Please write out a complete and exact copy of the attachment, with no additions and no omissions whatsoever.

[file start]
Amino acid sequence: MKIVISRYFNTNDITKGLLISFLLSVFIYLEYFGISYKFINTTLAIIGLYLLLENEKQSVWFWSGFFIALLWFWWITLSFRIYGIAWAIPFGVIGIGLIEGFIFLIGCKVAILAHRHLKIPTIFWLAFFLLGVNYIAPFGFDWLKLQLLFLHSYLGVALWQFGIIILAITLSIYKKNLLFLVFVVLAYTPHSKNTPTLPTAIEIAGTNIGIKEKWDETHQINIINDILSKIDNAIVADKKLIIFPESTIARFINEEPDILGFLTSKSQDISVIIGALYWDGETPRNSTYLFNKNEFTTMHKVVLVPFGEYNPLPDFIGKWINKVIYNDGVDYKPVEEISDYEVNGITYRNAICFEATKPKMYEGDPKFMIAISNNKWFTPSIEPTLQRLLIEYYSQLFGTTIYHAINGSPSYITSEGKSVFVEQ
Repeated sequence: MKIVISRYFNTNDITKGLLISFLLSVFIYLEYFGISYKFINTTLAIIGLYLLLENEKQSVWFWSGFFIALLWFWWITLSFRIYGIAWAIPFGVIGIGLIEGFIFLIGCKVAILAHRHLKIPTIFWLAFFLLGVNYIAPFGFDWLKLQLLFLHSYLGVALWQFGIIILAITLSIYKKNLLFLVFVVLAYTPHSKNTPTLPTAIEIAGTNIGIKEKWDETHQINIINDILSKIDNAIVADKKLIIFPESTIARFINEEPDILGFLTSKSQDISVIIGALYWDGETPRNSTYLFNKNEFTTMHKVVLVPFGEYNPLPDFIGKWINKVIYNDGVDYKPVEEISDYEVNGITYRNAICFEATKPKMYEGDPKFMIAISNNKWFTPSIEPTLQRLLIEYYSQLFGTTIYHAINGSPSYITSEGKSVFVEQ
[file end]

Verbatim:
Amino acid sequence: MKIVISRYFNTNDITKGLLISFLLSVFIYLEYFGISYKFINTTLAIIGLYLLLENEKQSVWFWSGFFIALLWFWWITLSFRIYGIAWAIPFGVIGIGLIEGFIFLIGCKVAILAHRHLKIPTIFWLAFFLLGVNYIAPFGFDWLKLQLLFLHSYLGVALWQFGIIILAITLSIYKKNLLFLVFVVLAYTPHSKNTPTLPTAIEIAGTNIGIKEKWDETHQINIINDILSKIDNAIVADKKLIIFPESTIARFINEEPDILGFLTSKSQDISVIIGALYWDGETPRNSTYLFNKNEFTTMHKVVLVPFGEYNPLPDFIGKWINKVIYNDGVDYKPVEEISDYEVNGITYRNAICFEATKPKMYEGDPKFMIAISNNKWFTPSIEPTLQRLLIEYYSQLFGTTIYHAINGSPSYITSEGKSVFVEQ
Repeated sequence: MKIVISRYFNTNDITKGLLISFLLSVFIYLEYFGISYKFINTTLAIIGLYLLLENEKQSVWFWSGFFIALLWFWWITLSFRIYGIAWAIPFGVIGIGLIEGFIFLIGCKVAILAHRHLKIPTIFWLAFFLLGVNYIAPFGFDWLKLQLLFLHSYLGVALWQFGIIILAITLSIYKKNLLFLVFVVLAYTPHSKNTPTLPTAIEIAGTNIGIKEKWDETHQINIINDILSKIDNAIVADKKLIIFPESTIARFINEEPDILGFLTSKSQDISVIIGALYWDGETPRNSTYLFNKNEFTTMHKVVLVPFGEYNPLPDFIGKWINKVIYNDGVDYKPVEEISDYEVNGITYRNAICFEATKPKMYEGDPKFMIAISNNKWFTPSIEPTLQRLLIEYYSQLFGTTIYHAINGSPSYITSEGKSVFVEQ